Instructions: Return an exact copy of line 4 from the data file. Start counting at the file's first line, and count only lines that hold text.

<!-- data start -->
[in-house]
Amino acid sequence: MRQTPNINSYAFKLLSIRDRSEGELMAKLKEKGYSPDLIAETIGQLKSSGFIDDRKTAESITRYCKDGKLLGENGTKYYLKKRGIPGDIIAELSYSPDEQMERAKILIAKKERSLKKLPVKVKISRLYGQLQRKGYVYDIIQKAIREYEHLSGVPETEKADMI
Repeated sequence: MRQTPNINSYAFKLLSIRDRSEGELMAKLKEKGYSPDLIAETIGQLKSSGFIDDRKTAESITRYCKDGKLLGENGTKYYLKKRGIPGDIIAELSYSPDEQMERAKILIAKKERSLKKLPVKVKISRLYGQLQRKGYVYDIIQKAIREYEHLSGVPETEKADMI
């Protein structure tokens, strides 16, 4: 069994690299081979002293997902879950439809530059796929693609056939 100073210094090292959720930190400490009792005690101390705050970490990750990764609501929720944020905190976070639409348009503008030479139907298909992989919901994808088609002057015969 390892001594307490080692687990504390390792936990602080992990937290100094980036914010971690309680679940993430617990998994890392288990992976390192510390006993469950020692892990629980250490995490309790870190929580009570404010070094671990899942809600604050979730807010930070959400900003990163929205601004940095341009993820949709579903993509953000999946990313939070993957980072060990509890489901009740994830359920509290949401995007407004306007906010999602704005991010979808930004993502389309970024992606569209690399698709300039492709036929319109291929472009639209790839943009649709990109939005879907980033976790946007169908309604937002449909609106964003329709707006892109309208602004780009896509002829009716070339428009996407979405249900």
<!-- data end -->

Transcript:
């Protein structure tokens, strides 16, 4: 069994690299081979002293997902879950439809530059796929693609056939 100073210094090292959720930190400490009792005690101390705050970490990750990764609501929720944020905190976070639409348009503008030479139907298909992989919901994808088609002057015969 390892001594307490080692687990504390390792936990602080992990937290100094980036914010971690309680679940993430617990998994890392288990992976390192510390006993469950020692892990629980250490995490309790870190929580009570404010070094671990899942809600604050979730807010930070959400900003990163929205601004940095341009993820949709579903993509953000999946990313939070993957980072060990509890489901009740994830359920509290949401995007407004306007906010999602704005991010979808930004993502389309970024992606569209690399698709300039492709036929319109291929472009639209790839943009649709990109939005879907980033976790946007169908309604937002449909609106964003329709707006892109309208602004780009896509002829009716070339428009996407979405249900």